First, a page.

Although most immigrants coming to the American West from China in the 19th century were male, some women came as well. Many, however, were unwilling immigrants, brought by force and compelled to work as prostitutes. While we know very little about the stories of these individuals, we do know about Polly Bemis, a unique Chinese immigrant who left an indelible impression on her community.
Born in Northern China, Polly Bemis came to the United States as a young woman. The details surrounding her arrival are unclear, but it appears as if Polly’s impoverished family sold her to bandits. These bandits shipped her to the United States and where she was eventually sold to Hong King, an older man running a salon in mining town of Warrens, Idaho.
Polly worked for Hong King for several years and many friends while there. Often described as young and beautiful with many charms, Polly was well liked by both the locals and people passing through the town. Polly’s neighbor, saloon owner Charlie Bemis, became one of her closest friends—and then lover—and he would often protect her from unwanted advances in Hong King’s saloon. Although it was rumored that Charlie Bemis “won” Polly in a poker game with Hong King, it would be many years after this legendary game that Charlie and Polly married.
In 1892, the Geary Act was passed, which required all Chinese immigrants to have legal residence in the United States. Polly, however, like many other Chinese female prostitutes, had entered the United States illegally. Perhaps in response to this, Charlie Bemis married Polly in 1896 and she was able to obtain an official certificate of residence, despite laws prohibiting interracial marriages.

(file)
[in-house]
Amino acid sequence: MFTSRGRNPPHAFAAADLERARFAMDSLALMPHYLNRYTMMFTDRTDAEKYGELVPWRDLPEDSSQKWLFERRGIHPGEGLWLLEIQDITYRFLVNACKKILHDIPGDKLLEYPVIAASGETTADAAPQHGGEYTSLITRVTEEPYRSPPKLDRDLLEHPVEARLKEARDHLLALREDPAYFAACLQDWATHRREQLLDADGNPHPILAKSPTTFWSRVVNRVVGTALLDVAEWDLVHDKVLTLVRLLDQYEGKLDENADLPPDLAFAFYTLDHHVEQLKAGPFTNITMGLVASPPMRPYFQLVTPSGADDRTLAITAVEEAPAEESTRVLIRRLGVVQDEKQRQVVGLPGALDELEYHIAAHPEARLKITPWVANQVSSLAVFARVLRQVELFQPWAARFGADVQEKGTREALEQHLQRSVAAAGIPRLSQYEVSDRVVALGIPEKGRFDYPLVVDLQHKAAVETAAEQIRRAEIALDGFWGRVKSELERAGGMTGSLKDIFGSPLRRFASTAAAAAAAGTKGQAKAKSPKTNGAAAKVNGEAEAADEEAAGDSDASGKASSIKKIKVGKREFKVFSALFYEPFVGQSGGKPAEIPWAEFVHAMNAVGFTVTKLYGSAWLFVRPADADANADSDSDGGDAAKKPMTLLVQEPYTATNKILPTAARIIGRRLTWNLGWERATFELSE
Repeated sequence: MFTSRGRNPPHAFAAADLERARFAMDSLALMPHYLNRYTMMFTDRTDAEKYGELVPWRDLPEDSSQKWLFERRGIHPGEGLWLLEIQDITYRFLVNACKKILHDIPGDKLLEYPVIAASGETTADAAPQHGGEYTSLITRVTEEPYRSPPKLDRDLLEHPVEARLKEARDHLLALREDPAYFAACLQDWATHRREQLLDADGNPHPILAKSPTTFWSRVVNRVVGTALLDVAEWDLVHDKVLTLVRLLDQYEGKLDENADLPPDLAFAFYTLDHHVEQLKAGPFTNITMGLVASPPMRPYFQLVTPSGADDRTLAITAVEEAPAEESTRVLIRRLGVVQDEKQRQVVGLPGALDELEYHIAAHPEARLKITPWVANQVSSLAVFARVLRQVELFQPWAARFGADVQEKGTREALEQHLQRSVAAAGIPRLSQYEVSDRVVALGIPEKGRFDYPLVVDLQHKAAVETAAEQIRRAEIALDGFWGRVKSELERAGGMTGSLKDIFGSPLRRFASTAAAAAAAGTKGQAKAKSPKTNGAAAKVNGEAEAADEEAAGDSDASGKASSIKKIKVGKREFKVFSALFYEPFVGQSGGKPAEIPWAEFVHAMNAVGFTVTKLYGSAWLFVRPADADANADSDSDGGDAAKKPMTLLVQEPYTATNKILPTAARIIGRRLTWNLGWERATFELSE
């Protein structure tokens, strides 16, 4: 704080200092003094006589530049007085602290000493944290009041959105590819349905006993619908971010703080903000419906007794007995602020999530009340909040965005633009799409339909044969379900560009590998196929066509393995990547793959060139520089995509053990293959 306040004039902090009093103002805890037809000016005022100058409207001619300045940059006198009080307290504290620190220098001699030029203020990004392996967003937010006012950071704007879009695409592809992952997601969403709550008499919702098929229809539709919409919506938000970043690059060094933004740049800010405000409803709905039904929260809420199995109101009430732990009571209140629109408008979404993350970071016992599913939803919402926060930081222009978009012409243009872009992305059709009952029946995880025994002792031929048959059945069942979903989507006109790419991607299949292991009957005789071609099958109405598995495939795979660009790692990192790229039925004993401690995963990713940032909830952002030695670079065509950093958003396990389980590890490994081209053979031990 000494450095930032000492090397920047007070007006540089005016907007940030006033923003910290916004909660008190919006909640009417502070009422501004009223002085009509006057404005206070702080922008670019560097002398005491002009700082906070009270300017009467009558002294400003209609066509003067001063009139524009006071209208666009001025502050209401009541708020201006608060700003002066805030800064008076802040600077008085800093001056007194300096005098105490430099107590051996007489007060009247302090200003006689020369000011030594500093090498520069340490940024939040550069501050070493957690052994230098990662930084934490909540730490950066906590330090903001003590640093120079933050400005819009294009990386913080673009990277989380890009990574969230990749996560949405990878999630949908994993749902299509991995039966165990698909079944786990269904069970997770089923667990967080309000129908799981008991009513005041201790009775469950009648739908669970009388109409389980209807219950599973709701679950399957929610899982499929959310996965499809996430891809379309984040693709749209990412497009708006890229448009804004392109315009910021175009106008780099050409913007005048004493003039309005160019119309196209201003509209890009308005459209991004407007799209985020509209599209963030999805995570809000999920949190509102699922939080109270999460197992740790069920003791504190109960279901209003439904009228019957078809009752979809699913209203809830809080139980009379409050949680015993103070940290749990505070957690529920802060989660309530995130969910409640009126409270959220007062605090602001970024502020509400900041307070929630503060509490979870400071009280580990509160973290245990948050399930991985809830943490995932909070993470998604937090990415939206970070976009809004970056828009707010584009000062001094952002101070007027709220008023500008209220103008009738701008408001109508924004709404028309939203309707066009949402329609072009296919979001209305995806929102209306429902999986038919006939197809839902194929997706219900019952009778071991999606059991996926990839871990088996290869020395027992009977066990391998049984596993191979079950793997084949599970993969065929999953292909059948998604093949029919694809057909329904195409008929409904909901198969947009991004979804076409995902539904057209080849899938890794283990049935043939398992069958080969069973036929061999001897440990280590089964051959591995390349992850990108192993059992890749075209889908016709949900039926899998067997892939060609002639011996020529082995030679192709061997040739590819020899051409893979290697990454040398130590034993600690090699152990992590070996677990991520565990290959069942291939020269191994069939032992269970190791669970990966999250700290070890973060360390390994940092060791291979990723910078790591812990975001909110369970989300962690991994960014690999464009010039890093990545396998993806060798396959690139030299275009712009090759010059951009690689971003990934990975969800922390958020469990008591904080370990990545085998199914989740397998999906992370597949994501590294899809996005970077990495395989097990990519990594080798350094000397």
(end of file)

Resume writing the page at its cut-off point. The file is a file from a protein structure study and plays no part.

In her later years, and after the death of her husband, Polly continued living on their small farm. Close friends with her neighbors, Polly called them every day on the telephone and they would check on her and chop her wood. Other friends took her to Montana and Boise, where she was amazed to see the railroad for the first time.
Polly’s bright and mischievous personality won her many friends and today, her house stands as a monument to her resilient life. Many of her possessions can be found in nearby St. Gertrude’s museum. Despite facing many challenges as a Chinese female in the American West, Polly’s irrepressible spirit continues to echo across rural Idaho.